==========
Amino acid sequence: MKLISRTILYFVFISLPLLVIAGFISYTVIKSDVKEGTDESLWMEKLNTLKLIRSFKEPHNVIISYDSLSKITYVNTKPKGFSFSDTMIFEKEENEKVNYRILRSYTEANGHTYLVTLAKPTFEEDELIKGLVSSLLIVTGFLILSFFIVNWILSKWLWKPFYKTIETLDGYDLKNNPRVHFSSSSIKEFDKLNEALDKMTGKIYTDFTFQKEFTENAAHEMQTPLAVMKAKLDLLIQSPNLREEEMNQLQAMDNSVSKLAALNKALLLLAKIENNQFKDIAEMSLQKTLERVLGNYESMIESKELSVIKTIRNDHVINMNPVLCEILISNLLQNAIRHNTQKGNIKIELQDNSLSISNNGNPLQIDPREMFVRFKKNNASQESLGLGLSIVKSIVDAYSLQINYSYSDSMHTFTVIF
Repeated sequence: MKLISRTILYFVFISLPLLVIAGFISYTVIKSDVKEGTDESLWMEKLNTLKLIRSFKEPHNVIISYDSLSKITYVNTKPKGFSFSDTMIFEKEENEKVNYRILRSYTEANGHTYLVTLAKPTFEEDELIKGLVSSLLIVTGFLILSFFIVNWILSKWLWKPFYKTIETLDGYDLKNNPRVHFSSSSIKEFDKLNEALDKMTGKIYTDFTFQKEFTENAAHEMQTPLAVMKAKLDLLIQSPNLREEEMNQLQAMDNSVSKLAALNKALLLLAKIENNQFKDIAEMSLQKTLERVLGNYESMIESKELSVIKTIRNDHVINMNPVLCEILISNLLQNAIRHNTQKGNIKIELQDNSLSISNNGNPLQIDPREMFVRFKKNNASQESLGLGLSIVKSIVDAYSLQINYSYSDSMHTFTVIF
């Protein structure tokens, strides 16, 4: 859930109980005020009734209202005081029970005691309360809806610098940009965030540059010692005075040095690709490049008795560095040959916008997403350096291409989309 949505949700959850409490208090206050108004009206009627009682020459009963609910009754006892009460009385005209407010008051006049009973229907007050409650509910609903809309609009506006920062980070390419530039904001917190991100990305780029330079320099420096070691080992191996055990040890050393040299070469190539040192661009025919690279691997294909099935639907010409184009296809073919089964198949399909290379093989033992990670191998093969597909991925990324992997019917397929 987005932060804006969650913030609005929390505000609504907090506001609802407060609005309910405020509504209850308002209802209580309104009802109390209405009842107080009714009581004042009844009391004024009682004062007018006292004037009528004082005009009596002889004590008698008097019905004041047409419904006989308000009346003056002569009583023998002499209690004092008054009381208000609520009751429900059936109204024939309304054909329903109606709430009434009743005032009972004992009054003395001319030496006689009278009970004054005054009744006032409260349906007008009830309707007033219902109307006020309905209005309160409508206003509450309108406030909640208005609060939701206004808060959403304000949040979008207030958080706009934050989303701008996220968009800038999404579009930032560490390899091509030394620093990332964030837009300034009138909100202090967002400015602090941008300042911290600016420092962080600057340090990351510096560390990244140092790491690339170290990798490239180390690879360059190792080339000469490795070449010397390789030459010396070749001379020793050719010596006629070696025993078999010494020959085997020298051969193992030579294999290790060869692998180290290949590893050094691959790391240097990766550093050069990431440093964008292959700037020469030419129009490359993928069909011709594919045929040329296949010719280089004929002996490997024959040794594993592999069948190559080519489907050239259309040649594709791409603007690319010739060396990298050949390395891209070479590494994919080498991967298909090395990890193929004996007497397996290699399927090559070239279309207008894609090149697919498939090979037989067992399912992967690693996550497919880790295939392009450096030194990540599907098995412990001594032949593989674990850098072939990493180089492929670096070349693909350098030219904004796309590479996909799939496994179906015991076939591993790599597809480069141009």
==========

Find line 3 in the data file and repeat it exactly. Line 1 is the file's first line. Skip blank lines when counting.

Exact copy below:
């Protein structure tokens, strides 16, 4: 859930109980005020009734209202005081029970005691309360809806610098940009965030540059010692005075040095690709490049008795560095040959916008997403350096291409989309 949505949700959850409490208090206050108004009206009627009682020459009963609910009754006892009460009385005209407010008051006049009973229907007050409650509910609903809309609009506006920062980070390419530039904001917190991100990305780029330079320099420096070691080992191996055990040890050393040299070469190539040192661009025919690279691997294909099935639907010409184009296809073919089964198949399909290379093989033992990670191998093969597909991925990324992997019917397929 987005932060804006969650913030609005929390505000609504907090506001609802407060609005309910405020509504209850308002209802209580309104009802109390209405009842107080009714009581004042009844009391004024009682004062007018006292004037009528004082005009009596002889004590008698008097019905004041047409419904006989308000009346003056002569009583023998002499209690004092008054009381208000609520009751429900059936109204024939309304054909329903109606709430009434009743005032009972004992009054003395001319030496006689009278009970004054005054009744006032409260349906007008009830309707007033219902109307006020309905209005309160409508206003509450309108406030909640208005609060939701206004808060959403304000949040979008207030958080706009934050989303701008996220968009800038999404579009930032560490390899091509030394620093990332964030837009300034009138909100202090967002400015602090941008300042911290600016420092962080600057340090990351510096560390990244140092790491690339170290990798490239180390690879360059190792080339000469490795070449010397390789030459010396070749001379020793050719010596006629070696025993078999010494020959085997020298051969193992030579294999290790060869692998180290290949590893050094691959790391240097990766550093050069990431440093964008292959700037020469030419129009490359993928069909011709594919045929040329296949010719280089004929002996490997024959040794594993592999069948190559080519489907050239259309040649594709791409603007690319010739060396990298050949390395891209070479590494994919080498991967298909090395990890193929004996007497397996290699399927090559070239279309207008894609090149697919498939090979037989067992399912992967690693996550497919880790295939392009450096030194990540599907098995412990001594032949593989674990850098072939990493180089492929670096070349693909350098030219904004796309590479996909799939496994179906015991076939591993790599597809480069141009």